“It was the perfect event to close out my time as Pacific Fleet commander,” Roughead said. “I want to thank the citizens of Hawaii, the Aloha State, who represent the unwavering support and the firm commitment to what our Navy and our military does here in the Pacific.” Following the Pacific Fleet tour, Roughead now leaves the islands of Hawaii for Virginia, where he will relieve Adm. John B. Nathman as commander, Fleet Forces Command, later this month in Norfolk. A 1973 graduate of the U.S. Naval Academy, Roughead assumed command of U.S. Pacific Fleet on July 8, 2005, just nine months after reporting as second-in-command of U.S. Pacific Command in October 2004. Prior to his tour there, Roughead served as the commander, U.S. 2nd Fleet, commander of the NATO Striking Fleet Atlantic, and commander of Naval Forces North Fleet East based in Norfolk. Other command assignments have included commandant of the Naval Academy; commander of Cruiser Destroyer Group 2 and the George Washington Battle Group; the commanding officer of the Aegis destroyer USS Barry (DDG 52) and the Hawaii-based cruiser USS Port Royal (CG 73). He is the first naval officer to command both classes of Aegis ships. Willard, also a 1973 graduate of the Naval Academy, most recently completed his assignment as the 34th vice chief of naval operations in Washington. An F-14 aviator, he has served in the Joint Staff, was deputy and chief of staff of the Pacific Fleet here from October 2001 to June 2002, and commanded Carrier Group 5 aboard USS Kitty Hawk (CV 63) and the U.S. 7th Fleet in Yokosuka, Japan. Other assignments also include the Navy Fighter Weapons School (Top Gun), commanding officer of USS Tripoli (LPH 10) and USS Abraham Lincoln (CVN 72). Mullen, before concluding the ceremony, placed his utmost confidence in Willard and his wife as they embark on the journey of leading the Pacific Fleet. “They are excited, and they are the right couple at the right time to assume the watch. Our Navy has a way of finding good talent, fitting just the right people in the right place even as the superb ones move on,” Mullen said as he posed to Willard a similar challenge given to Adm. Chester Nimitz in World War II.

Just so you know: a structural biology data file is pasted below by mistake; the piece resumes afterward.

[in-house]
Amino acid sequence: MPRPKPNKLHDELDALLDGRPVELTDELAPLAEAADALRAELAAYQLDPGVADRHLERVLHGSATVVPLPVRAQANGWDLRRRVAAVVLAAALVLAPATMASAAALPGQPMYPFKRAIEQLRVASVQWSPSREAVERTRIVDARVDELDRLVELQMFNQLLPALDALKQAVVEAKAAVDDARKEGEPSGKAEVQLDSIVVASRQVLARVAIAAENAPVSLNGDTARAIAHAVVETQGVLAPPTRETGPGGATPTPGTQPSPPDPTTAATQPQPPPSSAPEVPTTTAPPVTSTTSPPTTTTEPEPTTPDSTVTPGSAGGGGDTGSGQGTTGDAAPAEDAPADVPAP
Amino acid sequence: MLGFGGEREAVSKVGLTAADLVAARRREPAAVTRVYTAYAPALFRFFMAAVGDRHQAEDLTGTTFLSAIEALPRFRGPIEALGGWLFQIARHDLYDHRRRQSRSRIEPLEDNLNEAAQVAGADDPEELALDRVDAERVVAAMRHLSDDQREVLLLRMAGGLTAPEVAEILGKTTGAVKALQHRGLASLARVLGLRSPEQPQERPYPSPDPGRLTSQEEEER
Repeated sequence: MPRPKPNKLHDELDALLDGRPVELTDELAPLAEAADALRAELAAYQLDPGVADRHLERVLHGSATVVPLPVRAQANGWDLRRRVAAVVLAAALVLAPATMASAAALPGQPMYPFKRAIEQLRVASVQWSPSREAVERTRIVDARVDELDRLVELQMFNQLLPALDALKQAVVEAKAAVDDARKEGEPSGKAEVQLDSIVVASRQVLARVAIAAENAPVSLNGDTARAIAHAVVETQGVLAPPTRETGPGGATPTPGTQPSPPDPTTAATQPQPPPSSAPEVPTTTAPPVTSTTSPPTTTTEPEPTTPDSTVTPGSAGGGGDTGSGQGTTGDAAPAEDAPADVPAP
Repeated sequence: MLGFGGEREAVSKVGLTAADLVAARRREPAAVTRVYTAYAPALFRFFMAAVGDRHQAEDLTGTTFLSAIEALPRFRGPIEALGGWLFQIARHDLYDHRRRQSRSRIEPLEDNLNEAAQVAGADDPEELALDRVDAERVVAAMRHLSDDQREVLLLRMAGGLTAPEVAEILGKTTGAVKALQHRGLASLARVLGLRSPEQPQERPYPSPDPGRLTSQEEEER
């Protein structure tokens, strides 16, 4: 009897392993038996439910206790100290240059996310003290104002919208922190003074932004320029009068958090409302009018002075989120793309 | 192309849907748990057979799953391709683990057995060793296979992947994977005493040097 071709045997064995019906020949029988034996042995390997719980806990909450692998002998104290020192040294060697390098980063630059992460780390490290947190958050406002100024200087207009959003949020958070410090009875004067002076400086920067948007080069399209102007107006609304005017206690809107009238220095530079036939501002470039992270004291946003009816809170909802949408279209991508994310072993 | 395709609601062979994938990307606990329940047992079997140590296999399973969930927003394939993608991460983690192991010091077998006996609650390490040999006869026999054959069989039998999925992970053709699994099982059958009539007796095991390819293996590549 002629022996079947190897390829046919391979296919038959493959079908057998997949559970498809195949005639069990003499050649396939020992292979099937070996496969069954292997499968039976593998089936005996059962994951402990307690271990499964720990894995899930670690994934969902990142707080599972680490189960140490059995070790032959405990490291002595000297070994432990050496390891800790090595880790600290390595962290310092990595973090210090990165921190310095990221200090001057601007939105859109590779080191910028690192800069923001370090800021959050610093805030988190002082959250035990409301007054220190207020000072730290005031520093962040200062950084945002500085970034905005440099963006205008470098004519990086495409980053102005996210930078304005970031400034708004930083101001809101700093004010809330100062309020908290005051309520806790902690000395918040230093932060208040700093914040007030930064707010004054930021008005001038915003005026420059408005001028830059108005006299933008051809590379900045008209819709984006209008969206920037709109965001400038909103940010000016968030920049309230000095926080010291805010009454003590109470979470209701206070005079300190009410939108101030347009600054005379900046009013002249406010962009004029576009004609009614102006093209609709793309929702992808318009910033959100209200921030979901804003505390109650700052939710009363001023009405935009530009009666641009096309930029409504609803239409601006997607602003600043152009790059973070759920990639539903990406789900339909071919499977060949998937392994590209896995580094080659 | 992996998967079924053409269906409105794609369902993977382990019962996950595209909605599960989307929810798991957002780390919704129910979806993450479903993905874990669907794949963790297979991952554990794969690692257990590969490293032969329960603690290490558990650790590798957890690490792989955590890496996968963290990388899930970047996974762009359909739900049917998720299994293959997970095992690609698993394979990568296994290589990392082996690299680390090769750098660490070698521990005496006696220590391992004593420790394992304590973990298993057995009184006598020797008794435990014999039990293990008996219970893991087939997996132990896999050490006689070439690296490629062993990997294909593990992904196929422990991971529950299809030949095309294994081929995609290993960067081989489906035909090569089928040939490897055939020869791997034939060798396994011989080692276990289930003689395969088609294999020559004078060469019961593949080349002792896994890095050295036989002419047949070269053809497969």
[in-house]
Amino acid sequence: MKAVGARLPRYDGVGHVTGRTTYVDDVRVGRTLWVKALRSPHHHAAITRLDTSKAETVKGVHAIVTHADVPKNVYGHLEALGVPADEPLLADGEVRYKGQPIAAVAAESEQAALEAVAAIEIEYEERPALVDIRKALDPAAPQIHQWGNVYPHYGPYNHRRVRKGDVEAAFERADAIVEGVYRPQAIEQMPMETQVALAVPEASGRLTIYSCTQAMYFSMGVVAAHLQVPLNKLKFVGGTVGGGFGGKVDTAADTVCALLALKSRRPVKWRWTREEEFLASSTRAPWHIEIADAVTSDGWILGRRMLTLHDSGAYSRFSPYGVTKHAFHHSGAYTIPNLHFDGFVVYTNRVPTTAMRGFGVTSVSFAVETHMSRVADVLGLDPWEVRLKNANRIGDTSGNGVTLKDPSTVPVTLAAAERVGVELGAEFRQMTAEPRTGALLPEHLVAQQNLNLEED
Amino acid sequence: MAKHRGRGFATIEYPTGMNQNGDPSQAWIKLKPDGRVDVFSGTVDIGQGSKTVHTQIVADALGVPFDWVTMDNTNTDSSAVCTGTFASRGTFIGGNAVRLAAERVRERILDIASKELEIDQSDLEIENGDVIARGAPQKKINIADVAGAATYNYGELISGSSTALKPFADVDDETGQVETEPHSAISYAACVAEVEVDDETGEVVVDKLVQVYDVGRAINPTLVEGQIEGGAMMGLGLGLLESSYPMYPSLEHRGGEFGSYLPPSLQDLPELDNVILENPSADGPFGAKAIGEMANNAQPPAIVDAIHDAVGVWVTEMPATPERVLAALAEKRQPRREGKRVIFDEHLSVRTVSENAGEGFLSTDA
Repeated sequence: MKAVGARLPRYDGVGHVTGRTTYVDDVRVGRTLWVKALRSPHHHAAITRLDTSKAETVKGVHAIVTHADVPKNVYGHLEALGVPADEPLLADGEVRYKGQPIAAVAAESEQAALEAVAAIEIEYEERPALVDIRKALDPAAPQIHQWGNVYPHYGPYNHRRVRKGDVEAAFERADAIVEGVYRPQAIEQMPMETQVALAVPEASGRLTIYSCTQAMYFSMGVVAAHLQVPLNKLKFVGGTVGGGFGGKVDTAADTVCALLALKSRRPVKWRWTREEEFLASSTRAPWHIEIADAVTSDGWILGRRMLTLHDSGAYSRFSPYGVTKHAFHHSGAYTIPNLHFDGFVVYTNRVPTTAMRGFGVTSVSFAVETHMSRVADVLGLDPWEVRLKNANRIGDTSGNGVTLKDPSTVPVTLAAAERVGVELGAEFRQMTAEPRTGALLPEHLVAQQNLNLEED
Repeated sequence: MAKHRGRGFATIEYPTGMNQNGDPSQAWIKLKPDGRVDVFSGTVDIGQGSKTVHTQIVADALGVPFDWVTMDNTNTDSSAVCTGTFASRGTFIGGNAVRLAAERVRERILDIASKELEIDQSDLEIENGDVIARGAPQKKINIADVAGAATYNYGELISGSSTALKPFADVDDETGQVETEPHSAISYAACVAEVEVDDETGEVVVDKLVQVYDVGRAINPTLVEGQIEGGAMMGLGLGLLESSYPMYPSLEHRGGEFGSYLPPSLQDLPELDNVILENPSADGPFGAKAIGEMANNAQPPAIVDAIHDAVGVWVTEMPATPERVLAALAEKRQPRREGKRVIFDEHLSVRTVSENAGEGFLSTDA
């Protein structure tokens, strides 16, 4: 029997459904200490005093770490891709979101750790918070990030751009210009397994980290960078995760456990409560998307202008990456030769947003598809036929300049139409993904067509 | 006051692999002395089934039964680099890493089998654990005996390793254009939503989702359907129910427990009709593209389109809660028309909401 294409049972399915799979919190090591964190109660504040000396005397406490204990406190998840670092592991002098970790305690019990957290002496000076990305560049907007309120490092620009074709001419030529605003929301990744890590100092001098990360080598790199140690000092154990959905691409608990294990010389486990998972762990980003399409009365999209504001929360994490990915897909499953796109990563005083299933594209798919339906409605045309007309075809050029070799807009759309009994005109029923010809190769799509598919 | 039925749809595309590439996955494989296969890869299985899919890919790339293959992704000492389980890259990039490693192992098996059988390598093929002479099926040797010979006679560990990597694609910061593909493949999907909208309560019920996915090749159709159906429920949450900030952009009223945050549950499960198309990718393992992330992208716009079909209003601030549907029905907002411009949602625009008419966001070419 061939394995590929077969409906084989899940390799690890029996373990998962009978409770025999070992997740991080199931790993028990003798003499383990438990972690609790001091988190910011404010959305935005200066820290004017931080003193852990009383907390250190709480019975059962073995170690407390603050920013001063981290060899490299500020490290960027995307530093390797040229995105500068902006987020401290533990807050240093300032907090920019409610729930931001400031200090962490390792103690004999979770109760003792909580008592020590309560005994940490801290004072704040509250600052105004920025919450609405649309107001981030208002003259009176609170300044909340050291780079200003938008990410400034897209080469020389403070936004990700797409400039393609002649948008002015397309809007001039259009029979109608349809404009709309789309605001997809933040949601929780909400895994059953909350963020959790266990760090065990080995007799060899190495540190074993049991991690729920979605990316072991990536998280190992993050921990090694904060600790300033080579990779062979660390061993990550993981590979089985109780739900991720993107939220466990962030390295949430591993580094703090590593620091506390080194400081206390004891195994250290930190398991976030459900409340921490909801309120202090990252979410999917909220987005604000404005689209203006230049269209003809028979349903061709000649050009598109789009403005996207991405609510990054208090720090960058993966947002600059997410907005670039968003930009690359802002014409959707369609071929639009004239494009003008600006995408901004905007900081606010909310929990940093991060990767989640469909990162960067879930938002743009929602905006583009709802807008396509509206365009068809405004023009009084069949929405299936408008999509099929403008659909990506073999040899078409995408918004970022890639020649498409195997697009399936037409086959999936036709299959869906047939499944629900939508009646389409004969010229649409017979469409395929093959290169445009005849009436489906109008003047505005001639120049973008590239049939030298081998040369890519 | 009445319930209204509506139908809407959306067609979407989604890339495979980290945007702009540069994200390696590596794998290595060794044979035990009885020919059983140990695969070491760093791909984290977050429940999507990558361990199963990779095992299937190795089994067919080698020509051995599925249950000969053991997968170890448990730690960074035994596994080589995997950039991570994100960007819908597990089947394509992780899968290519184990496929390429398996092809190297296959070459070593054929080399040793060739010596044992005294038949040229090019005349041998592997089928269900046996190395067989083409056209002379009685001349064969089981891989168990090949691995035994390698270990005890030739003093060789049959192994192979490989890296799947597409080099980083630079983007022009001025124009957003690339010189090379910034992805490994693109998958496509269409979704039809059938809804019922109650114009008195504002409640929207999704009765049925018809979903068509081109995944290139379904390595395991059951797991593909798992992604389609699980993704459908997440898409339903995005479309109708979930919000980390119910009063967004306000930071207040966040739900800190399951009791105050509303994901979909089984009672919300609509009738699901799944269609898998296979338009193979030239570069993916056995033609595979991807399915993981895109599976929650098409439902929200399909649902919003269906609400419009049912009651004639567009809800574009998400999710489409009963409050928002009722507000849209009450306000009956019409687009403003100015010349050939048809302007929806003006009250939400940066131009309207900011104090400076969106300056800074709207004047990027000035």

"[At the onset of the war] Adm. Chester Nimitz received word to take command of the Pacific Fleet. Nimitz wrote back, ‘It is a great responsibility and I will do my utmost to meet it.’ [Bob,] I know you will do the utmost to meet it as well,” said Mullen. After reading his orders, Willard echoed the historic significance of commanding the Pacific Fleet and accepted the challenge set out before him. “For a U.S. naval officer, there are few leadership assignments that highlight the tradition, the history, and the operational opportunities than the Pacific Fleet,” Willard said. “Whether by ensuring regional partners by our presence, sharing our knowledge of the maritime domain to promote safety, helping enforce the laws of the sea, or actively defending friends and the United States from threats of attack from on, under or above the seas. The Pacific Fleet remains vital to our nation and to this region. I have every confidence in this fleet’s capabilities. I am thrilled and humbled to be given the opportunity to command.”